Design and Marketing: The Critical Duo

The way we interact with our surroundings is defined, quite possibly, by its structure. Shapes, colors, words, sounds and other elements combine to create an environment that may well be hostile or friendly to us.

All space and objects we come into contact with is subject to a process that has led to this physical creation: design.

Daily, we hear this term applied to many industries, and for various purposes: graphic, textile, urban, architectural, industrial, interiors, editorial, advertising, digital, etc. It has so many meanings and interpretations, and, unfortunately has become a discipline somewhat misunderstood and underestimated. Not many people appreciate its true power, or better yet, its transcendence in our lives and in the business world.

All things we choose in our everyday (clothes, food, consumer goods, etc.), as well as for our big decisions (house, car, school, etc.) are always subject to a criteria of functionality and aesthetics, sometimes in different orders of priority. Thus creating within us a perception that may result in a purchase.

In marketing, design is critical to the success of a brand. From the design of a product: its packaging, presentation, logo, name and colors, to its pricing strategies, point of purchase display and advertising. Everything is conceived, planned, designed. Design must therefore provide a functional and aesthetic solution to a specific need on principles of simplicity, practicality and economy (entailing an efficient management of resources that comprise it, without desire to cheapen the concept).

A consistent design, from all angles, generates great power and value to brands; it projects a very strong cohesion, and its elements are not reduced just to visual elements. A company that displays a careful visual image, a product or service well-crafted, effective business communication, and consistent behavior of its employees or agents, has great opportunities and a huge advantage over their competitors.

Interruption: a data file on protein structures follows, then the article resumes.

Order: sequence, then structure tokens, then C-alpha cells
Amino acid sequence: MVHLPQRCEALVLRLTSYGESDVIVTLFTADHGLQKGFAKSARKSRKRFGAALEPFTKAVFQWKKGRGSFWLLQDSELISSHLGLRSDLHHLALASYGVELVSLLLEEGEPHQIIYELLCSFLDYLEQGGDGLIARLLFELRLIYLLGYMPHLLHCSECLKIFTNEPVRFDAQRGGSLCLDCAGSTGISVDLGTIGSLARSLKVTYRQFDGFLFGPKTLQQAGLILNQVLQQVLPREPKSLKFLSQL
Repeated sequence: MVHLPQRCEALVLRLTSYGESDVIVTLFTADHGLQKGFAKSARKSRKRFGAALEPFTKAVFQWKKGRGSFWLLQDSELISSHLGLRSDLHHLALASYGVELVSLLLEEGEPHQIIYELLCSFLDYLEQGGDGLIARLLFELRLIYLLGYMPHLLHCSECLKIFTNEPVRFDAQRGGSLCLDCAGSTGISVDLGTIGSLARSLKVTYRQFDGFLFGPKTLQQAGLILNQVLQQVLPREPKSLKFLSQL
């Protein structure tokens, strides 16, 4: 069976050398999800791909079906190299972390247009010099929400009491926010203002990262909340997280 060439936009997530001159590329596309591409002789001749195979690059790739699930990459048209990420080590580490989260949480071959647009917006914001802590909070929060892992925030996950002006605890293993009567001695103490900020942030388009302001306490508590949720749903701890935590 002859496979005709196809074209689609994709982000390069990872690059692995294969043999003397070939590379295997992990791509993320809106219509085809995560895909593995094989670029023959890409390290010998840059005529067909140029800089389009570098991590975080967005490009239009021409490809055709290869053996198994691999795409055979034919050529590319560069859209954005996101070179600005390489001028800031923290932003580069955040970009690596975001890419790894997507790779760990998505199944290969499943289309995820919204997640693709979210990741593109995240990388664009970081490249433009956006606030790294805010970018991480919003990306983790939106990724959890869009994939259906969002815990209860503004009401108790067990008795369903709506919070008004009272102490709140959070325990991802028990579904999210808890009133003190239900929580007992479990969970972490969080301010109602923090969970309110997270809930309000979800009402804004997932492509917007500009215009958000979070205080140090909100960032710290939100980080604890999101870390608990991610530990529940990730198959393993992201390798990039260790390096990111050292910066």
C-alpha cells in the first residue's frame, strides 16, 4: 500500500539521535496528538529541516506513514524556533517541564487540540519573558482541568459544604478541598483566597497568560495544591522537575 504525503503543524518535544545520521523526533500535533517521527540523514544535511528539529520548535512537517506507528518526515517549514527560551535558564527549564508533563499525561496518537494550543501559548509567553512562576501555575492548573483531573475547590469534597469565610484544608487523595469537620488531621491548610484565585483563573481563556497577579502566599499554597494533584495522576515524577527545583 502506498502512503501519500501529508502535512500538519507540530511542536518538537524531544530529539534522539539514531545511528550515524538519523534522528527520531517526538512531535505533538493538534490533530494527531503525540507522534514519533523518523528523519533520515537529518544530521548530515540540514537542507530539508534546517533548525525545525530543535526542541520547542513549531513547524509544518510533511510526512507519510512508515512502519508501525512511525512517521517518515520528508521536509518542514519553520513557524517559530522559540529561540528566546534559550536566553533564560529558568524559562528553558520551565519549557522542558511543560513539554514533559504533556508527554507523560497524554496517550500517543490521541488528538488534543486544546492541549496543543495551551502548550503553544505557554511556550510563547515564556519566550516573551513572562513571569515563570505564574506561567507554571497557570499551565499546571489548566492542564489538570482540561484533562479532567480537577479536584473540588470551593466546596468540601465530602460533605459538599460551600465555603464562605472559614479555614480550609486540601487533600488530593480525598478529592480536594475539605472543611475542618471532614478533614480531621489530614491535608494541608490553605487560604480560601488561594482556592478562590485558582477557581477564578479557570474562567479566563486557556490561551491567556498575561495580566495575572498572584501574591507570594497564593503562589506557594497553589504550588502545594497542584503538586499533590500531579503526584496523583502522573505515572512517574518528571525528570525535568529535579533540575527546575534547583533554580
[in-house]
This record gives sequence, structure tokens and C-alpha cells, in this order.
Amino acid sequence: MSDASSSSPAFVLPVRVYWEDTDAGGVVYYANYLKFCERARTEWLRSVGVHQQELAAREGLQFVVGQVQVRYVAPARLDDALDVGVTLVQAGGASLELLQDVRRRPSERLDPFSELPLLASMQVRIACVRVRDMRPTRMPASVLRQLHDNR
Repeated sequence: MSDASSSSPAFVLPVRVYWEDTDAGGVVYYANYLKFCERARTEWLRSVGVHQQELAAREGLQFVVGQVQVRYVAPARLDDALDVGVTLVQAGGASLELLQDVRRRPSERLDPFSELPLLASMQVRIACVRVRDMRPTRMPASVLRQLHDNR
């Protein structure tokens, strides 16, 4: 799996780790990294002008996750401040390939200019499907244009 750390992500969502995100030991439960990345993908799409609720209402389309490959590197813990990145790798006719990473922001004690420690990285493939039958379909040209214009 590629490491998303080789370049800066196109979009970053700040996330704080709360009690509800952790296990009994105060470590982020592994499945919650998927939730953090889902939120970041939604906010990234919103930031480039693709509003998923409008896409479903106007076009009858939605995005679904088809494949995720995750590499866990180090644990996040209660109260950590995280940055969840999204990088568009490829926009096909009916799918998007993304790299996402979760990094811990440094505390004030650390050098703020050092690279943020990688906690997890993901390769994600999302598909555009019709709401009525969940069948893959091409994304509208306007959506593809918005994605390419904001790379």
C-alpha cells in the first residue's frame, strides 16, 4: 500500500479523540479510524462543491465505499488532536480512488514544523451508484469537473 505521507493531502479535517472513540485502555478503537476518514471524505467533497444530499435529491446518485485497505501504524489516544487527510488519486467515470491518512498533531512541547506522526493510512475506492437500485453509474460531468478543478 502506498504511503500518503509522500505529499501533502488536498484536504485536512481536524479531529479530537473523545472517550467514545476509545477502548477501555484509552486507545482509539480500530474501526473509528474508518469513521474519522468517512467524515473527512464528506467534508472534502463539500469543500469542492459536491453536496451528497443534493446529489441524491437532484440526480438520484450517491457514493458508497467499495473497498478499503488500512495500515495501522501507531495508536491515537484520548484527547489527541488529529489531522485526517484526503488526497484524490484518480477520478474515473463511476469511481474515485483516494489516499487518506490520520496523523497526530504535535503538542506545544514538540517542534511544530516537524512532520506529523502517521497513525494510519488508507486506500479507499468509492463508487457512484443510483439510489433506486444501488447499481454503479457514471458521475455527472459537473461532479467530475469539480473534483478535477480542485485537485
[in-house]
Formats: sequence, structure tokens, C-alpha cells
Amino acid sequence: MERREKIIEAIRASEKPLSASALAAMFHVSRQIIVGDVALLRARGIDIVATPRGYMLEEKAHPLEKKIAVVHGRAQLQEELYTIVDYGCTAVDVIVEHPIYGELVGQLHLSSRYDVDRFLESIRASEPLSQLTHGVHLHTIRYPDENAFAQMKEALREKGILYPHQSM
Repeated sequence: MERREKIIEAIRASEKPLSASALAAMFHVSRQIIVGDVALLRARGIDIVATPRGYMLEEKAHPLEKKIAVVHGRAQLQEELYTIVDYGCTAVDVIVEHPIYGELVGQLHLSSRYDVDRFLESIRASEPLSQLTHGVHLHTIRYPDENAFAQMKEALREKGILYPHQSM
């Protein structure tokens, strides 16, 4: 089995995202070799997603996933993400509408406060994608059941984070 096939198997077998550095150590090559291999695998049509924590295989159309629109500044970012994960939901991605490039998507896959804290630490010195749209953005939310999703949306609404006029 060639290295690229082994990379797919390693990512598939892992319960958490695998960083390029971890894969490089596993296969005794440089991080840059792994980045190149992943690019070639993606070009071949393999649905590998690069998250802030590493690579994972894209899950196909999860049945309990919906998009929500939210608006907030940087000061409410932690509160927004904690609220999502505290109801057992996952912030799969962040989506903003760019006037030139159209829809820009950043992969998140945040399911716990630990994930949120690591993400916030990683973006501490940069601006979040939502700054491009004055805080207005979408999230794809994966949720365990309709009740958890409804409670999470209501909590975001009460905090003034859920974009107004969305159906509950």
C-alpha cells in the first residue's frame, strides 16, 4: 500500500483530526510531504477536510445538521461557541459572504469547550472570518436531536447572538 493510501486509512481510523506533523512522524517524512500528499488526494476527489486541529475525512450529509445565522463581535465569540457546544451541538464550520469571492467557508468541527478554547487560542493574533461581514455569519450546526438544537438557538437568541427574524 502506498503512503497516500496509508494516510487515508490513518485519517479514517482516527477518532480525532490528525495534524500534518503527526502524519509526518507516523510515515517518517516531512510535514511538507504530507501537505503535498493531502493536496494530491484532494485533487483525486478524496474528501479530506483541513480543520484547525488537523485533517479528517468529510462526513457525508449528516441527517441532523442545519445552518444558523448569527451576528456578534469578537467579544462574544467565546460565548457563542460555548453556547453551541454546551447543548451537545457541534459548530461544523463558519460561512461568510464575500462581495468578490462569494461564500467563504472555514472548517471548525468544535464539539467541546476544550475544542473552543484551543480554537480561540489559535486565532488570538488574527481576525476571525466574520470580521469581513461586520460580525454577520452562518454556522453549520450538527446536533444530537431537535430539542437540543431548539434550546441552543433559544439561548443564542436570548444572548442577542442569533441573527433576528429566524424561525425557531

If a brand’s advertising is flawless, it is possible to persuade a large number of people to buy it - but if its container is not ergonomically friendly or service lends itself so clumsy or hasty - perhaps it will discourage consumers from buying it a next time. If, however, the physical design of a product is outstanding, many people may not have a chance to try it if your advertising and communications is poorly designed.

The development of effective business design is built upon several disciplines that are complemented by a single purpose: marketing, semiotics, hues and chromes, typography, psychology, semantics, sociology, and so on. Those responsible for the design of a graphical solution, product, space or advertising message need to know this in order to create a strong and suitable concept.

According to several professional and remarkable designers, we can conclude that good design must comply with the characteristics below:

  • Good design is a concept, a story, something to say.
  • Designing communicates, not decorates.
  • Good design should be universal and timeless. Your message must be easily understood in different places and cultures. Moreover, it must strive to transcend time instead of becoming obsolete quickly.
  • Good design is versatile. Fits various means.
  • It is simple, clear and concise.
  • Good design is innovative. It surprises and calls the viewer's attention.
  • It helps us to understand a product. It communicates benefits perfectly.
  • It makes a product useful.
  • It watches the details.


One Response to "Design and Marketing: The Critical Duo"

  • […] Good design means good business and marketers know it. A well distributed and elegant cabin design, as well as a unique branded livery, can make the aircraft itself such a powerful tool to communicate, create brand awareness and seduce passengers. On the other hand, designing a sophisticated airport lounge and making the waiting process much more comfortable has given outstanding results to many airlines that realize the profitable benefit of great design. […]

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